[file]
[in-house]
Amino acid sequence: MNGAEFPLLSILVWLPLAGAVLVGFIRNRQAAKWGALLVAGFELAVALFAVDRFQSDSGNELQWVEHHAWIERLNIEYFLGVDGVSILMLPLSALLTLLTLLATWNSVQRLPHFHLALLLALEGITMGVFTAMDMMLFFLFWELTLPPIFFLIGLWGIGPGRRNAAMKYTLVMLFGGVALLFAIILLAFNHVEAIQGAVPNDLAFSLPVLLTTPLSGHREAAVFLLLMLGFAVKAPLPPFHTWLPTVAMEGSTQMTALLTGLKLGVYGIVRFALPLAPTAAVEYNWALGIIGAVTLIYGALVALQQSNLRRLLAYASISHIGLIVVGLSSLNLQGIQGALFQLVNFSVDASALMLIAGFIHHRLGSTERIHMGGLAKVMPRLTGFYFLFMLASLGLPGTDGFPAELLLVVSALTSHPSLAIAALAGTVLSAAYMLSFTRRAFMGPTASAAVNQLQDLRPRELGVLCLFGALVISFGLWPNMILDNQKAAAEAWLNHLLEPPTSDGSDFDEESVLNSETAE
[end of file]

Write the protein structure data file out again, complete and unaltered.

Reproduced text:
[in-house]
Amino acid sequence: MNGAEFPLLSILVWLPLAGAVLVGFIRNRQAAKWGALLVAGFELAVALFAVDRFQSDSGNELQWVEHHAWIERLNIEYFLGVDGVSILMLPLSALLTLLTLLATWNSVQRLPHFHLALLLALEGITMGVFTAMDMMLFFLFWELTLPPIFFLIGLWGIGPGRRNAAMKYTLVMLFGGVALLFAIILLAFNHVEAIQGAVPNDLAFSLPVLLTTPLSGHREAAVFLLLMLGFAVKAPLPPFHTWLPTVAMEGSTQMTALLTGLKLGVYGIVRFALPLAPTAAVEYNWALGIIGAVTLIYGALVALQQSNLRRLLAYASISHIGLIVVGLSSLNLQGIQGALFQLVNFSVDASALMLIAGFIHHRLGSTERIHMGGLAKVMPRLTGFYFLFMLASLGLPGTDGFPAELLLVVSALTSHPSLAIAALAGTVLSAAYMLSFTRRAFMGPTASAAVNQLQDLRPRELGVLCLFGALVISFGLWPNMILDNQKAAAEAWLNHLLEPPTSDGSDFDEESVLNSETAE